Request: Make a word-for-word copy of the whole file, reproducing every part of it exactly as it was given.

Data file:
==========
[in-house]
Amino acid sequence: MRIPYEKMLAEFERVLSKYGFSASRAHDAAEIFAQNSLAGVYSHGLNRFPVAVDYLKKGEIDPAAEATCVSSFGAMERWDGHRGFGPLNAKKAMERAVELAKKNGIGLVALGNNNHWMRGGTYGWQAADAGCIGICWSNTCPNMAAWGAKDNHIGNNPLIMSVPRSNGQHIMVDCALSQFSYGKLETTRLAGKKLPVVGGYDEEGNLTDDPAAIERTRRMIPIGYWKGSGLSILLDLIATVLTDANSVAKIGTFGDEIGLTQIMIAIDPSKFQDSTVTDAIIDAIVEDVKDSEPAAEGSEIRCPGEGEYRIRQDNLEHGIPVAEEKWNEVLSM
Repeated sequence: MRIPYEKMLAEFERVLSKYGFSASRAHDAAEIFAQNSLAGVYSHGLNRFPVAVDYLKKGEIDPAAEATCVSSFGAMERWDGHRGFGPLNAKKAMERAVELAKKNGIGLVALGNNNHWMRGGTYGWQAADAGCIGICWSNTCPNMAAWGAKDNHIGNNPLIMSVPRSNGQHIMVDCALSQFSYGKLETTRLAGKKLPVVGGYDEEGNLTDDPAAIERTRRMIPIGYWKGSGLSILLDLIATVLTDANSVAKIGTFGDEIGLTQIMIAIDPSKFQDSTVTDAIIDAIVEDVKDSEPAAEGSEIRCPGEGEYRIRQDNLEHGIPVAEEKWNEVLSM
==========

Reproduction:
[in-house]
Amino acid sequence: MRIPYEKMLAEFERVLSKYGFSASRAHDAAEIFAQNSLAGVYSHGLNRFPVAVDYLKKGEIDPAAEATCVSSFGAMERWDGHRGFGPLNAKKAMERAVELAKKNGIGLVALGNNNHWMRGGTYGWQAADAGCIGICWSNTCPNMAAWGAKDNHIGNNPLIMSVPRSNGQHIMVDCALSQFSYGKLETTRLAGKKLPVVGGYDEEGNLTDDPAAIERTRRMIPIGYWKGSGLSILLDLIATVLTDANSVAKIGTFGDEIGLTQIMIAIDPSKFQDSTVTDAIIDAIVEDVKDSEPAAEGSEIRCPGEGEYRIRQDNLEHGIPVAEEKWNEVLSM
Repeated sequence: MRIPYEKMLAEFERVLSKYGFSASRAHDAAEIFAQNSLAGVYSHGLNRFPVAVDYLKKGEIDPAAEATCVSSFGAMERWDGHRGFGPLNAKKAMERAVELAKKNGIGLVALGNNNHWMRGGTYGWQAADAGCIGICWSNTCPNMAAWGAKDNHIGNNPLIMSVPRSNGQHIMVDCALSQFSYGKLETTRLAGKKLPVVGGYDEEGNLTDDPAAIERTRRMIPIGYWKGSGLSILLDLIATVLTDANSVAKIGTFGDEIGLTQIMIAIDPSKFQDSTVTDAIIDAIVEDVKDSEPAAEGSEIRCPGEGEYRIRQDNLEHGIPVAEEKWNEVLSM